N.T. Wright on judgment
Whether we are Christians or not, whenever we think of judgment, especially with regards to Christianity, we have this idea of judgment as being that of a wrathful, vengeful God (and as a friend of mine pointed out to me this week, this is where the idea of penal substitution fits in to much evangelical thinking as well). But to people who are suffering and consistently persecuted, the idea of God coming back to bring judgment and justice is good news indeed. They see it as what it is – the setting right of all things.
Restorative justice in Islam: Should qisas be considered a form of restorative justice?
The restorative justice movement challenges conventional approaches to sentencing and punishment by involving the victim, community, and perpetrator in sentencing. The movement is characterized by an emphasis on the restoration of relationships, healing and rehabilitation.
Peacemaking circles become a way of living on Chicago’s South Side
“Four friends of mine were killed this summer,” Jonathan Little tells a group of college students visiting Precious Blood Ministry of Reconciliation, a kind of peace zone in Chicago’s Back of the Yards neighborhood. The young man’s voice is somber but composed, as if he has taken the full measure of this abyss of suffering. He has decided that it’s his duty to honor the dead by methodically pushing on with the work — the quest, really — of finding a way out of the storm of violence that bears down on the young in the precincts of poverty and institutionalized racism on the South Side of Chicago.
Restorative justice: A biblical view of justice
We are obligated to live justly toward our neighbors, and, in part, that requires that we take appropriate preventive steps to guard his wellbeing and property.
The statute cited in our text above reflects the third facet of the Biblical teaching on justice, which we may refer to as restorative justice. According to the Law of God, when injustice has occurred, whoever is responsible for it must take steps to set things right again.
Police hunt church arsonists, aged just six and nine
from the article by Tammy Hughes in the Mail:
A devastating arson attack carried out on a church was committed by two schoolchildren aged just six and nine.
Religious books, a valuable alter cloth, carpets and fittings were all destroyed in the blaze amounting to £10,000 worth of damage.
It is thought that four small fires were started as an act of vandalism and that the children didn't expect for the blaze to get out of hand.
Transformative Justice and “Cities of Refuge:” Miklat, Miklat Zine (REVISED)
....Another strategy for addressing transgression, mentioned in the Torah, are the Cities of Refuge or Miklat Arei. In theory, a person accused of a serious crime, even a capital offense, could flee to a City of Refuge and live out their life, safe from violent retribution. The Talmud states that these cities should be evenly spaced throughout the land and accessible by wide and well-maintained roads. At every crossroad there should be a signpost marked Miklat (Refuge). The Cities of Refuge were not only a location for individual sanctuary but a vehicle for spiritual expiation and cleansing of society and the land.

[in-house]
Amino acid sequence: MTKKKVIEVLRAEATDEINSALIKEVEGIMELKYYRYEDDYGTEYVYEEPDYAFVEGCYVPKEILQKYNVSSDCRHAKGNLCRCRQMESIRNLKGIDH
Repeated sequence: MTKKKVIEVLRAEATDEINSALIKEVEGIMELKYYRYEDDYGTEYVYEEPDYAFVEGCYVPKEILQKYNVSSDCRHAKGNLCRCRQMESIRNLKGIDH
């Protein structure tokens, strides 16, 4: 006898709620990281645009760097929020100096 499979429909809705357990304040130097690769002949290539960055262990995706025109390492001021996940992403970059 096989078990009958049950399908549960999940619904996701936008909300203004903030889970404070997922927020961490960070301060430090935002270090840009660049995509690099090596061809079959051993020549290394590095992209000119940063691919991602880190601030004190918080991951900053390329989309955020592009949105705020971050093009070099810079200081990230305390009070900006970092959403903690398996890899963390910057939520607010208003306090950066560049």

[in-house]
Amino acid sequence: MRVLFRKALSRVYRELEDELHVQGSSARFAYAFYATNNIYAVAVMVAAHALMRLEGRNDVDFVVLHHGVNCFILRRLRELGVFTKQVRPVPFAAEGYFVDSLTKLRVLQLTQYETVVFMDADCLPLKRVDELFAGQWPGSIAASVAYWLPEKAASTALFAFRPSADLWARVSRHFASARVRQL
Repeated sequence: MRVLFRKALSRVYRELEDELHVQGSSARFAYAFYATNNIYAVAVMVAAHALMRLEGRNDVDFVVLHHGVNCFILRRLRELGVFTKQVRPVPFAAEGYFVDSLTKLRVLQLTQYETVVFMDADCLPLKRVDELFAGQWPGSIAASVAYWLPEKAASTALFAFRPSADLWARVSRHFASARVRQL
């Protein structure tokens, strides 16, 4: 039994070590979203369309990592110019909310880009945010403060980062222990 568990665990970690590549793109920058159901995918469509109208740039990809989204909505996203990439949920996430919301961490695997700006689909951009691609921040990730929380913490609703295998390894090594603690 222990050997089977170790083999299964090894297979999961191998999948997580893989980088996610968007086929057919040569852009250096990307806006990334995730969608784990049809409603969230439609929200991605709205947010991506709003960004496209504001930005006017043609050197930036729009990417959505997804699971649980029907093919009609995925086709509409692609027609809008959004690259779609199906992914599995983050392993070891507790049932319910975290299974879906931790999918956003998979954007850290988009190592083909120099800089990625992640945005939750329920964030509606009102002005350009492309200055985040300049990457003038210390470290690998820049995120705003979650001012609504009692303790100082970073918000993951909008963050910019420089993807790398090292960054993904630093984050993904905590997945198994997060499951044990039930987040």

A chance to heal unholy wounds
For many years, religious organisations have grappled with the need to improve the ways they deal with abusive behaviour by their own clergy. In my previous role as director of social justice in the Uniting Church during the 1990s, I worked with my colleagues to develop sexual abuse complaints procedures. In that task I gained an appreciation of just how challenging and complex this issue can be.
FaithCARE: Creating restorative congregations
....FaithCARE — Faith Communities Affirming Restorative Experiences — grew from a two-day retreat in 2007 that explored the possibilities for employing restorative practices in a faith-community context. Following the retreat, the group, including restorative justice pioneers Mark Yantzi and the late Rev. Stu Schroeder, as well as others still involved in the project, formed a steering committee to develop operational concepts for resolving conflict in churches and find ways to use restorative processes for decision making and relationship building in faith communities.
The measure with which we measure
The decisive factor in overturning not only the ordeal, but the fear of Christians to will the punishment of others, was the inauguration of systems of law—first canon law which began its development in the late eleventh century and, in its wake, secular legal systems. With this epic turning of the moral tide, a third factor was brought into the equation of viewing human weakness: an offense was not only an affront to God and to the victim, it was also an affront to the law. In light of this legal revolution, perhaps the most influential revolution in Western history, the meaning of human acts against their fellows took on a new appellation and gravity. They were not only sins that required forgiveness by a priest in confession, they were also crimes, and the offender had to be punished because he or she had broken the law.
Christian critiques of the penal system
....While approaching the issues from different theological and philosophical traditions, the above authors nevertheless agree on the problems with contemporary criminal justice and together begin to trace the outlines of a solution. The problems: institutional forces benefit from a destructive status quo; the public view of prisoners makes citizens indifferent to their plight; and an emphasis on individual responsibility fails to take seriously the systemic injustice that prisoners face. The solutions: remember that prisoners, too, are made in the image of God; address the systemic causes of crime; and learn to love the people touched by crime.